By Rabbi Yair Hoffman for 5tjt.com
Go to Amazon and you will see that you can check off buying only from women own businesses or minority owned businesses. Keeping Shabbos is a declaration to the world that we believe that Hashem created the world and that those who do good are rewarded and those who opt for evil are punished. And, believe it or not, there are halachos concerning our obligation to do our business with Shomrei Shabbos.
Buying From Shomrei Shabbos brethren demonstrates a concern for their welfare. The act of directing our purchases can also make a paradigm shift in our own psyche. It can affect who we are, making us into better people. When witnessing the impact that our own consumer choices can make, it is clear that we have to re-analayze our purchasing habits and bring them closer to home.
RAV YISROEL BELSKY’ ZATZAL’S SON’S WEDDING
Reb Tsemach Glenn relates that when one of his son’s got married, every single possible vendor and worker, m’choitev aitzecha ad sho’ev maimecha, was shomer shabbos. This is something that not everyone can do.
There is a Rashi (Vayikra 25:14) that sheds much light on this fascinating concept. He cites a Sifra (Parashas Behar, 3), one of the oldest commentaries on Sefer Vayikra: From where do we know that when one makes a purchase, he should purchase only from his fellow? The verse. Therefore, tells us “or when you purchase, from the hand of your fellow.”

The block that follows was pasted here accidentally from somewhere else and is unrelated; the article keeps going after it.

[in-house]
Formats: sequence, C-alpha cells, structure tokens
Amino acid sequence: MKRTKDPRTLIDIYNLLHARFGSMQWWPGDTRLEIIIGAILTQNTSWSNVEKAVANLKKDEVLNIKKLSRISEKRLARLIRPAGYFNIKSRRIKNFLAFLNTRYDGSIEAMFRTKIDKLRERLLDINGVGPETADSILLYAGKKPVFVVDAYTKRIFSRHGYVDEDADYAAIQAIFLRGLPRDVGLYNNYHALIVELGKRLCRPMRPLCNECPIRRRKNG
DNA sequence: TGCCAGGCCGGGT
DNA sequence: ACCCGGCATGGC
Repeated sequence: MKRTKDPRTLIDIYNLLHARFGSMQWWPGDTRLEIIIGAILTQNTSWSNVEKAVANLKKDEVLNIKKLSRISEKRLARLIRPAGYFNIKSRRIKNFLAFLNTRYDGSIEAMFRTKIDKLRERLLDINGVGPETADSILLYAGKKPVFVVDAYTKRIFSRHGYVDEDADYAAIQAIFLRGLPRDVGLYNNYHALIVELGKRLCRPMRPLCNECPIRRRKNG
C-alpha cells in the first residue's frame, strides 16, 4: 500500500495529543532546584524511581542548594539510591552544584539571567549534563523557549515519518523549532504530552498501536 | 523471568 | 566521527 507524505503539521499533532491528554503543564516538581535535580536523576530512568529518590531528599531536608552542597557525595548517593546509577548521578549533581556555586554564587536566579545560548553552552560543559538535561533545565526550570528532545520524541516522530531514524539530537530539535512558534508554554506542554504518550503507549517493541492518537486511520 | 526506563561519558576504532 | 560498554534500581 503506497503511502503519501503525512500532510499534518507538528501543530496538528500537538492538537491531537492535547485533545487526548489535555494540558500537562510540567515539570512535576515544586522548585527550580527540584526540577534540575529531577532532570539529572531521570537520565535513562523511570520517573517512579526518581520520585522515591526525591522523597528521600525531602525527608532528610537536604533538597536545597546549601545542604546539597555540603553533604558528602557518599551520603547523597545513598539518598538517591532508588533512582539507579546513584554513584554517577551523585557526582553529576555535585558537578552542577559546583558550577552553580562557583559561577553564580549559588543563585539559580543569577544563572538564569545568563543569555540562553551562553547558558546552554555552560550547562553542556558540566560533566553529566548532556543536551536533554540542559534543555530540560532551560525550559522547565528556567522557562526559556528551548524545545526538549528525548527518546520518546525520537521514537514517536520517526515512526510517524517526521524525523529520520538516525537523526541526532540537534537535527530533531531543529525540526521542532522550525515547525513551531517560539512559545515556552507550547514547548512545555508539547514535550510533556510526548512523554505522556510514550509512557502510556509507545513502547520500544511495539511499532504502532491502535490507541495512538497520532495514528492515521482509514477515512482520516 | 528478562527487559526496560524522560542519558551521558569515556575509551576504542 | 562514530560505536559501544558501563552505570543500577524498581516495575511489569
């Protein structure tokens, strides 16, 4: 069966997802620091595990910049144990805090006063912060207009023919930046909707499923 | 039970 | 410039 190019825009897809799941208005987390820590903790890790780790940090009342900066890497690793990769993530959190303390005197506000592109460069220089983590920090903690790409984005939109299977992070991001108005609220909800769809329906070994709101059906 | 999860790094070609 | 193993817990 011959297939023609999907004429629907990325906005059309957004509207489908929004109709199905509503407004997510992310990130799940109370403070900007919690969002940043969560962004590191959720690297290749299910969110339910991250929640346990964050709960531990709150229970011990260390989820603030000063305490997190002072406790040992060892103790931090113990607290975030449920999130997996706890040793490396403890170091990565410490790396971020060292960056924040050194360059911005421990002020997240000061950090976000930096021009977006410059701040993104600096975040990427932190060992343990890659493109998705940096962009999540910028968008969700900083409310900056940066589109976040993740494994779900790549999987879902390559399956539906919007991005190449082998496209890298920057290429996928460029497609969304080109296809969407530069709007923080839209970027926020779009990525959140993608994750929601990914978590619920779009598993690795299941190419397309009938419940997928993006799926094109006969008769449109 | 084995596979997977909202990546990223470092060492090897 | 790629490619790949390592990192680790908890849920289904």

While this Rashi tells us the existence of this mitzvah, it does not provide the why behind it. What might be the reasons for this mitzvah? A cursory examination will reveal three fundamental issues: (1) It is an expression of the mitzvah of Ve’ahavta lerei‘acha kamocha, loving thy neighbor as thyself; (2) It supports our own economy; and (3) it creates a stronger bond among our own citizenry.
NOT TO BE XENOPHOBIC TO OTHERS
This is not to say that we should entertain an antipathy or a xenophobic attitude toward foreigners. Our sages (Pesikta Sh’mos 20:23) tell us that all people were created in the image of Hashem and thus must be treated with respect and dignity. Indeed, we find in the Midrash Rabbah (Bamidbar 8:4) that Hashem tells Yehoshua concerning the Givonim that “if you distance those that are far, you will end up distancing those that are close.” Clearly we must be concerned about everyone. Notwithstanding these concepts, however, there is clearly an obligation to look out for one’s own first.
This mitzvah is cited by numerous halachic authorities: the Sefer HaChinuch (end of mitzvah #337), the Chofetz Chaim in Ahavas Chesed (5:7), the Rama in his Responsa (#10), and the Chasam Sopher (C.M. V #79), among many other authorities (Tashbatz Vol. III #151; Maharam Shick C.M. #31; Minchas Yitzchok III #129).